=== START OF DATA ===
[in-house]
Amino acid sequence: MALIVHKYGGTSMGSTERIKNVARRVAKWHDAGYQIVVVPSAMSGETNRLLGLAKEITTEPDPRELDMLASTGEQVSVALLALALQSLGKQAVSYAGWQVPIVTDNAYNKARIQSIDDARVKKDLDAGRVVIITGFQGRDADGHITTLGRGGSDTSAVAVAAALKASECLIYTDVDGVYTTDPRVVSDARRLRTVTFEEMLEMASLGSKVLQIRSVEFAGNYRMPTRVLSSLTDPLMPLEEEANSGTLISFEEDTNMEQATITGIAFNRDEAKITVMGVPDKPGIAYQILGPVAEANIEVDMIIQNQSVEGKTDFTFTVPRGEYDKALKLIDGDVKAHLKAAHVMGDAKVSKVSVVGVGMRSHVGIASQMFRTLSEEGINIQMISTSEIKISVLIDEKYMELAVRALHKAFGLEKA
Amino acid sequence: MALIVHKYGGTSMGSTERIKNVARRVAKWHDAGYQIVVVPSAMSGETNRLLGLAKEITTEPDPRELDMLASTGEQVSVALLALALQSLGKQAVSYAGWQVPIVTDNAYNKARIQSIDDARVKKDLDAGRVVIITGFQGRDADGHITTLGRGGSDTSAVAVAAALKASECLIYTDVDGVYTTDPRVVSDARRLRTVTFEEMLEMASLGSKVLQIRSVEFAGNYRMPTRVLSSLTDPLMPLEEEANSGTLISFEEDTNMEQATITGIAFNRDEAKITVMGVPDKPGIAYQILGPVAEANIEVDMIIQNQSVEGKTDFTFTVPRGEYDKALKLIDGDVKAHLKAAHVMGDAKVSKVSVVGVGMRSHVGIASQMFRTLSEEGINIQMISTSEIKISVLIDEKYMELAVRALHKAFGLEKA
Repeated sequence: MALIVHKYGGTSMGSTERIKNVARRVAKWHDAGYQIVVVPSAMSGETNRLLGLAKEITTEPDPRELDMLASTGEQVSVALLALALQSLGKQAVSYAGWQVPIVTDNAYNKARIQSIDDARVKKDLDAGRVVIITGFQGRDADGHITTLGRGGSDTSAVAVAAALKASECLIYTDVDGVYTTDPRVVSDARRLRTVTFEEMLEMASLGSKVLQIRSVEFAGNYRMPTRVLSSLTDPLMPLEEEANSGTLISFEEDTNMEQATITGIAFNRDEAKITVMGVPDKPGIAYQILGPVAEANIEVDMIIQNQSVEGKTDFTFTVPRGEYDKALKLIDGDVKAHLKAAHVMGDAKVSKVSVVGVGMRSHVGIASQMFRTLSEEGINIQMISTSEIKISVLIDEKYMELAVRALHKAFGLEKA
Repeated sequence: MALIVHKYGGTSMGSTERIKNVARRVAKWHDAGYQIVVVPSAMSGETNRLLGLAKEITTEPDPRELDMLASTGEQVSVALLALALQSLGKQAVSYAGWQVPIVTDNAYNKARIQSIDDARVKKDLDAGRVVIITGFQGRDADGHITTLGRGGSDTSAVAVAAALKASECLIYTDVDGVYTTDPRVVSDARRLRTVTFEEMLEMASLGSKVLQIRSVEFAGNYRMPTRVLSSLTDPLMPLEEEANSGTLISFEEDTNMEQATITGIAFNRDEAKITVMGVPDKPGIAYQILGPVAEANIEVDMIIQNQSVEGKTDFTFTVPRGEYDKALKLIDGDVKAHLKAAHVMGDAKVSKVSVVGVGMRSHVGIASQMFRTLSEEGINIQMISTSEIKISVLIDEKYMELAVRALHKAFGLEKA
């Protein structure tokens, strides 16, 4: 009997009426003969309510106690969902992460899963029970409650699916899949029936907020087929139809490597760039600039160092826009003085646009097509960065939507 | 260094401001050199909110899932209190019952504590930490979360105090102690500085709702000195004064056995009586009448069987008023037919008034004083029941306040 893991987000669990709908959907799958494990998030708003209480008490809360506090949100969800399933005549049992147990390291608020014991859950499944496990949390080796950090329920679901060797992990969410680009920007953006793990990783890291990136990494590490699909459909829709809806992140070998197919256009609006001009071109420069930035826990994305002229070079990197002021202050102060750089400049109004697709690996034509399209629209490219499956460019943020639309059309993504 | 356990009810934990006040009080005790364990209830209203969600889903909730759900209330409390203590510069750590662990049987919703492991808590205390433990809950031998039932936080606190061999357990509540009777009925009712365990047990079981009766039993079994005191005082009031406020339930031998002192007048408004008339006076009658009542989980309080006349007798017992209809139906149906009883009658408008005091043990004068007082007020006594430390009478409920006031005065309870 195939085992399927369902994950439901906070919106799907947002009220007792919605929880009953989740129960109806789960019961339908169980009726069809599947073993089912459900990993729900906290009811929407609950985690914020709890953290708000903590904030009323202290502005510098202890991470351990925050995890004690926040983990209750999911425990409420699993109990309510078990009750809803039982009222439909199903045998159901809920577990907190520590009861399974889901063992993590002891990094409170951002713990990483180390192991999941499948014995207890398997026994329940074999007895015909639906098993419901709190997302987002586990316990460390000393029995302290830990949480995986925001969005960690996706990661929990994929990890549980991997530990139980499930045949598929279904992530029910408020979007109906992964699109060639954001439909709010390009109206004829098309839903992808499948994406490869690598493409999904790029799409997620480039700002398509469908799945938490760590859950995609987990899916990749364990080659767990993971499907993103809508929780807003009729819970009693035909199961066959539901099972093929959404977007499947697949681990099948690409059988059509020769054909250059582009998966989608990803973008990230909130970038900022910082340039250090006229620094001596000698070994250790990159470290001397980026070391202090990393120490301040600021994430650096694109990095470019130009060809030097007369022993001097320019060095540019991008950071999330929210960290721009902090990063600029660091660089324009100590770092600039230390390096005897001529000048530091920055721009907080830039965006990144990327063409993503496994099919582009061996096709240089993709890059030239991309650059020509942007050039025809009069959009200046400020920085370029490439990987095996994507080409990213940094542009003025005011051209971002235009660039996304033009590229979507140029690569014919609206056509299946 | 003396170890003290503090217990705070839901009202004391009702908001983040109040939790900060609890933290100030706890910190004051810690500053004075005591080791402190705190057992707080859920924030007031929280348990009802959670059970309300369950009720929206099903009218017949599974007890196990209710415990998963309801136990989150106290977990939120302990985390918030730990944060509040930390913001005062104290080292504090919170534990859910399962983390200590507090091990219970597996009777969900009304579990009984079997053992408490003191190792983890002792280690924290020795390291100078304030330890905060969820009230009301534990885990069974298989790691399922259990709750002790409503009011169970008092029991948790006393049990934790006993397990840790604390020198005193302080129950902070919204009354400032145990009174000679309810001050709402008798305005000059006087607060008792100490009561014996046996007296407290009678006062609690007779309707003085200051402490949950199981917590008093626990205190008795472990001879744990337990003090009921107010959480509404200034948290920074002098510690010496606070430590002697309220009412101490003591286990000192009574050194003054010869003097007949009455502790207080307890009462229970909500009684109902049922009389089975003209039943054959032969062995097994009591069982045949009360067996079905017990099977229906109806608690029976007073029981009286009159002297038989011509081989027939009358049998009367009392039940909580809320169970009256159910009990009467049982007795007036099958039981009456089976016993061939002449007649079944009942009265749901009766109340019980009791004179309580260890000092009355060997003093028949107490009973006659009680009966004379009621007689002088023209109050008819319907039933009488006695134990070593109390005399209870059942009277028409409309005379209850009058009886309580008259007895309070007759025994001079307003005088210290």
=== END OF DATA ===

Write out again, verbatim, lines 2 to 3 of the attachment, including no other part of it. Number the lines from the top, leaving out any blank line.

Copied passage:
Amino acid sequence: MALIVHKYGGTSMGSTERIKNVARRVAKWHDAGYQIVVVPSAMSGETNRLLGLAKEITTEPDPRELDMLASTGEQVSVALLALALQSLGKQAVSYAGWQVPIVTDNAYNKARIQSIDDARVKKDLDAGRVVIITGFQGRDADGHITTLGRGGSDTSAVAVAAALKASECLIYTDVDGVYTTDPRVVSDARRLRTVTFEEMLEMASLGSKVLQIRSVEFAGNYRMPTRVLSSLTDPLMPLEEEANSGTLISFEEDTNMEQATITGIAFNRDEAKITVMGVPDKPGIAYQILGPVAEANIEVDMIIQNQSVEGKTDFTFTVPRGEYDKALKLIDGDVKAHLKAAHVMGDAKVSKVSVVGVGMRSHVGIASQMFRTLSEEGINIQMISTSEIKISVLIDEKYMELAVRALHKAFGLEKA
Amino acid sequence: MALIVHKYGGTSMGSTERIKNVARRVAKWHDAGYQIVVVPSAMSGETNRLLGLAKEITTEPDPRELDMLASTGEQVSVALLALALQSLGKQAVSYAGWQVPIVTDNAYNKARIQSIDDARVKKDLDAGRVVIITGFQGRDADGHITTLGRGGSDTSAVAVAAALKASECLIYTDVDGVYTTDPRVVSDARRLRTVTFEEMLEMASLGSKVLQIRSVEFAGNYRMPTRVLSSLTDPLMPLEEEANSGTLISFEEDTNMEQATITGIAFNRDEAKITVMGVPDKPGIAYQILGPVAEANIEVDMIIQNQSVEGKTDFTFTVPRGEYDKALKLIDGDVKAHLKAAHVMGDAKVSKVSVVGVGMRSHVGIASQMFRTLSEEGINIQMISTSEIKISVLIDEKYMELAVRALHKAFGLEKA